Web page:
Liberal Party Senator and former Minter Ellison lawyer Amanda Stoker pressed FASEA CEO Stephen Glenfield on the practical implications of administering Code of Ethics Standard 3 before highlighting a lack of consultation on the controversial clause with ASIC.

During a Senate Economics Committee hearing in late October, Stoker’s cross examination of Glenfield got heated soon after she asked the former APRA executive: “Can you see that the second version is completely impractical?”

Stoker was referring specifically to the final version Standard 3 which stated: ‘You must not advise, refer or act in any other manner where you have a conflict of interest or duty.’

Glenfield stuck to the same guidance during the interrogation that FASEA offered within the guidelines it published in October, stating: “the code of ethics is read in totality.”

Not satisfied with the answer, Stoker, who is experienced in commercial law, including general contractual disputes as well as corporations law, pressed Glenfield on how conflicts which arise in light of common remuneration models might be handled.

“In looking at the service that you’re providing, there is nothing in the code that says that you shouldn’t be paid for a service that you provide, but that service that you’re providing, that you’re being paid for, should be fair,” Glenfield described.

“But that’s a different test,” Stoker countered. “You said three things. You said, first, ‘in the interests of the client’, then you said ‘fair’ and then you said ‘reasonable’. I tick off, I accept and I agree with you entirely on ‘fair’ and ‘reasonable’. I’m trying to understand what different thing you mean by ‘in the interests of the client’?”

Glenfield went on to explain that some commissions or payment methods wouldn’t be in the best interests of the client depending on their origins in relation to a product manufacturer.

“Well, it strikes me that there is very little intellectual separation or clarity on what you mean by any of those things,” Stoker concluded.

Stoker was joined by Greens Senator Peter Whish-Wilson, Australian Labor Party Senator Alex Gallacher and Liberal Party Senator Jane Hume, all of whom featured during the broad ranging hearing which saw Glenfield field questions relating to CPD, the exam, the Code of Ethics, code monitoring, the impact of new standards on consumers and the number of advisers likely to leave the industry.

Where’s ASIC’s submission?

Following this cross examination, Stoker went on to reveal that ASIC’s submission specifically relating to Standard 3 hadn’t been taken into account in the final guidance. She pressed Glenfield further on why these submissions weren’t made public.

“Did FASEA consult with ASIC on standard 3 and, if so, what did they say?” Stoker asked.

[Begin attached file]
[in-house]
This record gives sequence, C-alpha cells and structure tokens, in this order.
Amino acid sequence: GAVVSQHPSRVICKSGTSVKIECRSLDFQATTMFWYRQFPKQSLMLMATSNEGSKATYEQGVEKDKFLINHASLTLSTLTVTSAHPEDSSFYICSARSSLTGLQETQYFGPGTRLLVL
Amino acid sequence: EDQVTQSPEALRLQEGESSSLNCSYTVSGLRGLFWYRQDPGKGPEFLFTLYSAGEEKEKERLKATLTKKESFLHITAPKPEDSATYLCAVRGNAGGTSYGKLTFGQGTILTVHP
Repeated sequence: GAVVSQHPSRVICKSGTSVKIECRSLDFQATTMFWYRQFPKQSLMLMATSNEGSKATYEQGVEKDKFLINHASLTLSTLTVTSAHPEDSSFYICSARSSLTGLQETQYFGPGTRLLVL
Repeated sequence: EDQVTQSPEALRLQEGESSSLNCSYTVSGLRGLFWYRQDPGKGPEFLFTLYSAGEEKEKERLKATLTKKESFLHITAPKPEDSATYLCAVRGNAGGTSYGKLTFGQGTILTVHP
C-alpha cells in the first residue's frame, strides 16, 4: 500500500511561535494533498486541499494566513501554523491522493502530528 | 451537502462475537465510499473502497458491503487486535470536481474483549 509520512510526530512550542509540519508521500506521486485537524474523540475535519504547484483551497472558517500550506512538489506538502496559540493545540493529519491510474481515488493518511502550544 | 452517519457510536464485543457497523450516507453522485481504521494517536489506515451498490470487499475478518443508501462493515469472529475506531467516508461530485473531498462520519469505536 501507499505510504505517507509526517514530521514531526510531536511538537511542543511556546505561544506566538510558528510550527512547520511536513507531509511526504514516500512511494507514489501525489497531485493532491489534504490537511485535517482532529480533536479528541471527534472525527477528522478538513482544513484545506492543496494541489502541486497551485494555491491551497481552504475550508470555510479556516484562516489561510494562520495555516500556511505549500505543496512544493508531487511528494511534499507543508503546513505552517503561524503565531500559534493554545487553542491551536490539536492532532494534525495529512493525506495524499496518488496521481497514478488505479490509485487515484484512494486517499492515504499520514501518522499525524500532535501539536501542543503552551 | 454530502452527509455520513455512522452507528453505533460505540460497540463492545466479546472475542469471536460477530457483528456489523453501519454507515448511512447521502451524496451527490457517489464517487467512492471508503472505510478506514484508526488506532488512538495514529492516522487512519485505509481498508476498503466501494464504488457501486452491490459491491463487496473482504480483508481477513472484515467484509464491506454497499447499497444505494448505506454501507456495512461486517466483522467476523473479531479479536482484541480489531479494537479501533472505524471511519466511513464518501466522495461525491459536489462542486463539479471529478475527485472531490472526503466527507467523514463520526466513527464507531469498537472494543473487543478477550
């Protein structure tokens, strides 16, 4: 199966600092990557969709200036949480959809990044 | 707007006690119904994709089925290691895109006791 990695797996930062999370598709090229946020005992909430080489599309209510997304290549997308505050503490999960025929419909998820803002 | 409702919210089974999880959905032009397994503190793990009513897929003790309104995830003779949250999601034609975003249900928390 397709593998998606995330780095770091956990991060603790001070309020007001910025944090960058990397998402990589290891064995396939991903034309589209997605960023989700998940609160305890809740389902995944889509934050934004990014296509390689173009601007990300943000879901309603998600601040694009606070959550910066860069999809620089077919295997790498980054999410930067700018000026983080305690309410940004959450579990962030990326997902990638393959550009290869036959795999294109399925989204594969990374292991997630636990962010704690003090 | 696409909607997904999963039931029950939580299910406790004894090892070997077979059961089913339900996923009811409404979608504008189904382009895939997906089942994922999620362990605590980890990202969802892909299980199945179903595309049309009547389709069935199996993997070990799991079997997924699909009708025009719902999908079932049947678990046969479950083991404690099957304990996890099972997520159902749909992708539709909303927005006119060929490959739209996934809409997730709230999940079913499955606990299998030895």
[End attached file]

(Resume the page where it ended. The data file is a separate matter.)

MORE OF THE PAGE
“No,” Glenfield responded. “FASEA conducted a broad consultation on the code of ethics and received large numbers of consultation around Standard 3, many of which were requesting a better clarity of the words for what was intended by Standard 3, and FASEA settled on the wording as it appears in the standard now.”

“Why hasn’t FASEA released any of the submissions they received throughout their consultation exercises?” Stoker asked, after pressing Glenfield on where she could find ASIC’s submissions.

“Are they publicly available?” Stoker asked again.

“I’ll take it on notice and check Senator,” Glenfield responded.

“Perhaps you can take this question—assuming I’m right, because I think I am,” Stoker responded.

Smith is the editor of Professional Planner’s print and digital platforms. He is an experienced financial journalist, editor and multimedia producer who has held senior editorial positions both in mainstream press and trade media.
One comment on “Senator lambasts FASEA’s Glenfield on Standard 3”
  1. Avatar Christoph Schnelle

    FASEA is now in difficulties due to the shortcomings of the Royal Commission. The Royal Commission pointed out how rotten much of financial advice was but then showed its limitations with its lawyer-centric worldview. Many recommendations of the Royal Commission were sound but those around adviser remuneration where they went too far and conflicts of interests where they left FASEA in an impossible position by not going far enough are now creating headaches.

    FASEA is trying to fulfil consumer expectations that, if you go to a financial adviser, you are not sitting across a salesperson but an adviser and the Royal Commission’s remit “Make financial advisers trustworthy but allow product providers to employ or license financial advisers”.

    Those two are incompatible. Yes, some individual advisers can manage this conflict but overall I can’t see this working.

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